In banking’s transaction-based supply chain, demand forecasting and planning can yield significant operational benefits.
by Genevieve Mbama, November 2013
Integrated value chain planning has received limited consideration in the banking industry. However, with the supply chain of banks globally becoming more complex and regulated, converging and synchronizing demand forecasting and supply and design chain planning to optimize operations can yield significant benefits, including the reduction of costs and the increase of income from products and services.
The value chain of banks is based entirely around the production of services that relies on cash—in both physical and electronic form—as the "raw materials," with depositors, lenders and borrowers as customers that appear at both the beginning and the end of the chain. In addition, there is also the multiple network of distribution channels and platforms through which products and services are offered to or accessed by customers. As banks leverage new technologies and collaborate with third-party service providers to optimize service delivery across these channels, the emergence of eBanking—as well financial inclusion products such as mobile money, mobile banking, electronic wallets, and agency banking—are adding to the complexity of the banking supply chain and driving adoption of the value chain concept to banking.
Integrating the value chain will help with the synchronization of processes and functional silos, drive compliance, and optimize sales fulfillment and service delivery.
The value chain of banks is unique because cash is at the center of consumption of a bank’s products and services by customers. Consequently, whenever customers use these products and services, there is movement of cash in and out of the bank. The demand chain relates to customer utilization of products and services across all distribution and consumption channels, such as ATMs, branches, mobile devices, and Internet and point-of-sale terminals, that leads to cash outflows in the form of withdrawals, transfers, payments and borrowing. The supply chain also relates to the utilization of products and services that leads to cash inflows in form of deposits, on-lending, and investment in financial instruments and the bank’s cash reserve. The third part of the value chain relates to the design chain—the research, design and development of products and services.
Integrating the value chain will help with the synchronization of processes and functional silos, drive compliance, and optimize sales fulfillment and service delivery. Such improvements will increase customer satisfaction, speed to market, and the bank’s agility in responding to change.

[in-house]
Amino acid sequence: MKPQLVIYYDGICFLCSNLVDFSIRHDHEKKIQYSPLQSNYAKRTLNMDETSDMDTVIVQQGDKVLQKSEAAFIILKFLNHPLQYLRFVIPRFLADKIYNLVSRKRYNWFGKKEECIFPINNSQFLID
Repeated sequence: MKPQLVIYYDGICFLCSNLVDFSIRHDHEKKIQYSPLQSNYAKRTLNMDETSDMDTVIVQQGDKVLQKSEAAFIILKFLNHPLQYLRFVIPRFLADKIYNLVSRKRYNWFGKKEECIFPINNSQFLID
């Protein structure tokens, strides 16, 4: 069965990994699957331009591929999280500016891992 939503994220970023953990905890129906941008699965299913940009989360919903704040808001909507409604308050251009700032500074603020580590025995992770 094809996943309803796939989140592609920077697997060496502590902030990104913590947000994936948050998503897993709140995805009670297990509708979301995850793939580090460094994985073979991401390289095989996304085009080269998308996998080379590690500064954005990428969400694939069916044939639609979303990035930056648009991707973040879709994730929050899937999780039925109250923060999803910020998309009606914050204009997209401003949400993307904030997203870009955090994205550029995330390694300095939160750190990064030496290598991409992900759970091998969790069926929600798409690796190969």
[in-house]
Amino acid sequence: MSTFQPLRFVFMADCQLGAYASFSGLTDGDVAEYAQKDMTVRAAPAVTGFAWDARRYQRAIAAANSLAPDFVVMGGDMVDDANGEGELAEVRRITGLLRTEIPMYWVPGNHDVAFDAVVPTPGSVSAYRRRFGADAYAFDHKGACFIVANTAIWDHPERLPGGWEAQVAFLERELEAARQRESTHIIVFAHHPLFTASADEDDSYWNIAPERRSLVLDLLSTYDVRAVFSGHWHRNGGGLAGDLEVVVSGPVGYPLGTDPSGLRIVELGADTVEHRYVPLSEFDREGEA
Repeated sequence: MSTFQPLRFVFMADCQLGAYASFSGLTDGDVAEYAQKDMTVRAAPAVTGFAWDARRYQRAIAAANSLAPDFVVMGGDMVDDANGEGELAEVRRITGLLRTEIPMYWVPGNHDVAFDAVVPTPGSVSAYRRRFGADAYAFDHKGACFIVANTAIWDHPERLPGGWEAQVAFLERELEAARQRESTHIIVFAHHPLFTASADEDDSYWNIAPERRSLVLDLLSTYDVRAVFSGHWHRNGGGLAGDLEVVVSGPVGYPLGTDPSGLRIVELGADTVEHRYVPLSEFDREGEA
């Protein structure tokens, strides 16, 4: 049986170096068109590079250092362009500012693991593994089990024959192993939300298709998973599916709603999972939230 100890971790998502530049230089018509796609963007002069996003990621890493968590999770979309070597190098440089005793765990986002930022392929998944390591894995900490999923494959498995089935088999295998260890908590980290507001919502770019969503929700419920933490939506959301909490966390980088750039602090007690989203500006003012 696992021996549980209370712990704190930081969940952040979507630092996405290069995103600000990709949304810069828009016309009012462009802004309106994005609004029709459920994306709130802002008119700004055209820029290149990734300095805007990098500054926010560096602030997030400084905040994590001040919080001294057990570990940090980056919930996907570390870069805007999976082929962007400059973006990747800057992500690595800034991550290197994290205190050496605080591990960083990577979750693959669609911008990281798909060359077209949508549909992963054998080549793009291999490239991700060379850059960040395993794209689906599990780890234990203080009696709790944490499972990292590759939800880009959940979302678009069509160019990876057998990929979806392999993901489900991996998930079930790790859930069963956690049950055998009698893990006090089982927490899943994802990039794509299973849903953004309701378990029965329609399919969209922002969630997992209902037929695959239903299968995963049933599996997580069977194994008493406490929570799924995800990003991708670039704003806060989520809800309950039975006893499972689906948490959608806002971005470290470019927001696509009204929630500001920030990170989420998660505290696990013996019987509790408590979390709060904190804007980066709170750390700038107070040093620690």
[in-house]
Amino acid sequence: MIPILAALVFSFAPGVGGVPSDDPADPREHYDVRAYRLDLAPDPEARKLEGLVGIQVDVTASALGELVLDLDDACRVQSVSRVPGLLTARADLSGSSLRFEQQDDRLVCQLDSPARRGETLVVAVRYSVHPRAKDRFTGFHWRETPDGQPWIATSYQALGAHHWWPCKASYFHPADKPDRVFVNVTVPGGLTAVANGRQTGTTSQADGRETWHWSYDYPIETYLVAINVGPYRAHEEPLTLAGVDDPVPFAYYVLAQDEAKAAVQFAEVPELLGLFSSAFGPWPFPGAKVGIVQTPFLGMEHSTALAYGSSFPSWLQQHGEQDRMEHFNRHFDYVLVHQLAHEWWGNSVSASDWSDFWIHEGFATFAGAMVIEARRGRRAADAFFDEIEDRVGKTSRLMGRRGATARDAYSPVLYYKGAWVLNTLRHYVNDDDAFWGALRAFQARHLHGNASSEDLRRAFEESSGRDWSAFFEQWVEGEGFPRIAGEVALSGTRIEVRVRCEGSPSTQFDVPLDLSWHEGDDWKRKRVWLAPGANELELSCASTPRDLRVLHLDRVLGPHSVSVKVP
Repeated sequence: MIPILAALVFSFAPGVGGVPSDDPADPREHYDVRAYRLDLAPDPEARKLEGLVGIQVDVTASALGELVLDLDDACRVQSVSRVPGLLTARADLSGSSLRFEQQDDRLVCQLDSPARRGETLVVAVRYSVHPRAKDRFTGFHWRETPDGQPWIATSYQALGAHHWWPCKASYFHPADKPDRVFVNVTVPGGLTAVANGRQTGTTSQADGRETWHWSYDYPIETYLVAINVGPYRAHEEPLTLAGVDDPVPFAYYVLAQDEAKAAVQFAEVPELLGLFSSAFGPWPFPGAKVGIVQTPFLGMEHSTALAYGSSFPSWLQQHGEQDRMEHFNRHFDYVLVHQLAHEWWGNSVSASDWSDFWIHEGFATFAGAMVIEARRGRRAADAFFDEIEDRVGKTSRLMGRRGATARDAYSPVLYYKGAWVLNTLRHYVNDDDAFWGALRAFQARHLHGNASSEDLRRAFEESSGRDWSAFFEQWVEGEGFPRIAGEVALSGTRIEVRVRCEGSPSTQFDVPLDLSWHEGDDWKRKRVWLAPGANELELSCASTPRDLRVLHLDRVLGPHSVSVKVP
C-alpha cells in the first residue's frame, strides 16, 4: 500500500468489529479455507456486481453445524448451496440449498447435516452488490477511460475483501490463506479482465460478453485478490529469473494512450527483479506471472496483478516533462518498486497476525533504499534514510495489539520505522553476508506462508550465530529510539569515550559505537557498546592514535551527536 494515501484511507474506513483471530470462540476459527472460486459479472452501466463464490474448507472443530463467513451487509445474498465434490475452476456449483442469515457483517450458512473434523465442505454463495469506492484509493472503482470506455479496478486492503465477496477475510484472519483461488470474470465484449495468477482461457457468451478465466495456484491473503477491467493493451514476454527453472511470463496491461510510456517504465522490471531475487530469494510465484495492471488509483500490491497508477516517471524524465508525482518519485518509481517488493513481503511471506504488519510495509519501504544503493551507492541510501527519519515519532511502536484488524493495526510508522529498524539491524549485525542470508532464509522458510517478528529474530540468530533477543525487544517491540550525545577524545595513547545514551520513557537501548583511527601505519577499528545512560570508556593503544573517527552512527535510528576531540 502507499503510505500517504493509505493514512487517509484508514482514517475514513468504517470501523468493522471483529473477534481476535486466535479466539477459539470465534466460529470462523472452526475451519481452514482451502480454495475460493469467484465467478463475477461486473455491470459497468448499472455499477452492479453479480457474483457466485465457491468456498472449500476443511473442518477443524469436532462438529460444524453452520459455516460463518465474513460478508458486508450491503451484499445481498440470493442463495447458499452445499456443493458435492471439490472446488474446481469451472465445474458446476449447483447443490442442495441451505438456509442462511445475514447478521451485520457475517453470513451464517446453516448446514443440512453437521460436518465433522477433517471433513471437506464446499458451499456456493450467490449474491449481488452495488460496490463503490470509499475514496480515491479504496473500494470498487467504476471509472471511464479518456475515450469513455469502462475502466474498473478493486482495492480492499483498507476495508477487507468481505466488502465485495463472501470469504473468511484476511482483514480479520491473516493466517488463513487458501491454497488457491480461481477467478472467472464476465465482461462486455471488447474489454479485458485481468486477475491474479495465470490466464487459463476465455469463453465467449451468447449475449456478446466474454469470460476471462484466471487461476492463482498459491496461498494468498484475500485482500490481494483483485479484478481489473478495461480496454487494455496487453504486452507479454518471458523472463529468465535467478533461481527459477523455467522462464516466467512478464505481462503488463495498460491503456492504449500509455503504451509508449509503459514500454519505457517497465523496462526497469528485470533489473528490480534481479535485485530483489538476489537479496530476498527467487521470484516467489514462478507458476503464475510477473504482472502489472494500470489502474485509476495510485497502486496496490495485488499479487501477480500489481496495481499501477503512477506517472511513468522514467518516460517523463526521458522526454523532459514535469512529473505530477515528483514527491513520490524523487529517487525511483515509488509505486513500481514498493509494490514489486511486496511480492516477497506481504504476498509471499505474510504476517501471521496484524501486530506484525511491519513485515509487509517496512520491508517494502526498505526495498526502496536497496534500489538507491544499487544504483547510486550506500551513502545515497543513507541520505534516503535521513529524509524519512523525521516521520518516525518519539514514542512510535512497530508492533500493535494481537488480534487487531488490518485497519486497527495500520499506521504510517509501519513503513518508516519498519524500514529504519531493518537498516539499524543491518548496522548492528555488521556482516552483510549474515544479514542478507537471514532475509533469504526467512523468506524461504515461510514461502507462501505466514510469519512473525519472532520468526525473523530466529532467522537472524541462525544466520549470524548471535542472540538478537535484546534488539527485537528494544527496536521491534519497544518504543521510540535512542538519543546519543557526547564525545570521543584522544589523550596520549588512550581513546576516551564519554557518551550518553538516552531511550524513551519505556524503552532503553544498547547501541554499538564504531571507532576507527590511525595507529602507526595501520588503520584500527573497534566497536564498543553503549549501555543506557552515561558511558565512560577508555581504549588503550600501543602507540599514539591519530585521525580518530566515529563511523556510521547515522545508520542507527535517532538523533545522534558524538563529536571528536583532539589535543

Implementing integrated value chain planning technology and processes throughout a bank’s value chain will yield a number of benefits:
Demand forecasting and planning involve sensing and forecasting the consumption of products and services that lead to cash outflow. It requires identifying customer usage patterns and trends in products and services such as credit/loans, cards, online purchases, transfers and payments. It also includes anticipating and forecasting the impact of regulatory policies of the reserve bank that may lead to an increase in the cash reserve with the bank. Demand planning helps in managing supply chain volatility, liquidity crises and unplanned losses.
Supply chain planning requires better demand visibility to monitor the consumption of products and services that result in cash inflow and impact optimal cash levels. This includes the frequency, trends and sources of in cash inflows into various customer accounts, such as savings, current, collections and short-term investment accounts. Banks can develop what-if scenarios and plans to manage cash supply gaps and minimize costs. Such planning will also help to improve the asset-liability management strategy.
Genevieve Mbama is director of Customer Strategy and Insight at Oracle, focusing on Europe, the Middle East and Asia.
Supply chain network optimization involves all distribution channels where cash is held and through which customers transact, including ATMs, branches and agent bank outlets. Banks need to monitor transactions at these locations and leverage modeling to forecast requirements and plan the logistics for distribution of cash and other transactional devices to these locations. This can reduce costs and optimize service levels.
The goal of integrated value chain planning in banks is to reduce the costs of funds and distribution, minimize excess cash, prevent cash shortages, and increase income-earning opportunities from customers’ utilization of products and services and investment of excess cash.